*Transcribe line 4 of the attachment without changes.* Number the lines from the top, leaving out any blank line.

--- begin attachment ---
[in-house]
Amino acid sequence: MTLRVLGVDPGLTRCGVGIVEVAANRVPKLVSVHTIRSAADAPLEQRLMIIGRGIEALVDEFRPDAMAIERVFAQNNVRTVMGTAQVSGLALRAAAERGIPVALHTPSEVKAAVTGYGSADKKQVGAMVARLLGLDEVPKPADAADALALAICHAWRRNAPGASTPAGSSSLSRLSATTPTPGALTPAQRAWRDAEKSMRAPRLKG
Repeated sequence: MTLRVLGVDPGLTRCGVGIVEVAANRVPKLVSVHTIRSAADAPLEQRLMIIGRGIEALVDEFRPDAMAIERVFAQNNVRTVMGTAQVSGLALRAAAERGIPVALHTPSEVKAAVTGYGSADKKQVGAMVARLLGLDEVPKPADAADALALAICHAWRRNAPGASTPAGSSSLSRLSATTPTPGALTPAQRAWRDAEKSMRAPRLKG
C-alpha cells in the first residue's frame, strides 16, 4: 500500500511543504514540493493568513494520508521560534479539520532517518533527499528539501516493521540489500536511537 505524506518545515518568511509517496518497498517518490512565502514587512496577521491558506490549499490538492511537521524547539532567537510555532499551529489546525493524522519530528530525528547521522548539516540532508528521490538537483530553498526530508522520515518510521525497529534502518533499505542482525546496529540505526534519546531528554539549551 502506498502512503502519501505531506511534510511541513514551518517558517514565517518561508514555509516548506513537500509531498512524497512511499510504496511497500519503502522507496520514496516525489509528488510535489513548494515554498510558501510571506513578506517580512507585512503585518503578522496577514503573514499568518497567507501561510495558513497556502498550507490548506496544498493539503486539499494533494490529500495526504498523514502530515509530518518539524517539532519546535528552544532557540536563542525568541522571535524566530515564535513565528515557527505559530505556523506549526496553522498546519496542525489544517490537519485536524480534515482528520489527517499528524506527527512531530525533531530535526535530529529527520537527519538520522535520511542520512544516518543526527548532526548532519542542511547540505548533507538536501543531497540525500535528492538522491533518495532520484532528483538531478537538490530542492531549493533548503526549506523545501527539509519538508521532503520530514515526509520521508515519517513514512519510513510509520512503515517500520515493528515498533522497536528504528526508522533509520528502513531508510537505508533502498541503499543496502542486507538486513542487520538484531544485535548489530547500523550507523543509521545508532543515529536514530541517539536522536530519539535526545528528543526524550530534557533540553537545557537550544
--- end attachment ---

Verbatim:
C-alpha cells in the first residue's frame, strides 16, 4: 500500500511543504514540493493568513494520508521560534479539520532517518533527499528539501516493521540489500536511537 505524506518545515518568511509517496518497498517518490512565502514587512496577521491558506490549499490538492511537521524547539532567537510555532499551529489546525493524522519530528530525528547521522548539516540532508528521490538537483530553498526530508522520515518510521525497529534502518533499505542482525546496529540505526534519546531528554539549551 502506498502512503502519501505531506511534510511541513514551518517558517514565517518561508514555509516548506513537500509531498512524497512511499510504496511497500519503502522507496520514496516525489509528488510535489513548494515554498510558501510571506513578506517580512507585512503585518503578522496577514503573514499568518497567507501561510495558513497556502498550507490548506496544498493539503486539499494533494490529500495526504498523514502530515509530518518539524517539532519546535528552544532557540536563542525568541522571535524566530515564535513565528515557527505559530505556523506549526496553522498546519496542525489544517490537519485536524480534515482528520489527517499528524506527527512531530525533531530535526535530529529527520537527519538520522535520511542520512544516518543526527548532526548532519542542511547540505548533507538536501543531497540525500535528492538522491533518495532520484532528483538531478537538490530542492531549493533548503526549506523545501527539509519538508521532503520530514515526509520521508515519517513514512519510513510509520512503515517500520515493528515498533522497536528504528526508522533509520528502513531508510537505508533502498541503499543496502542486507538486513542487520538484531544485535548489530547500523550507523543509521545508532543515529536514530541517539536522536530519539535526545528528543526524550530534557533540553537545557537550544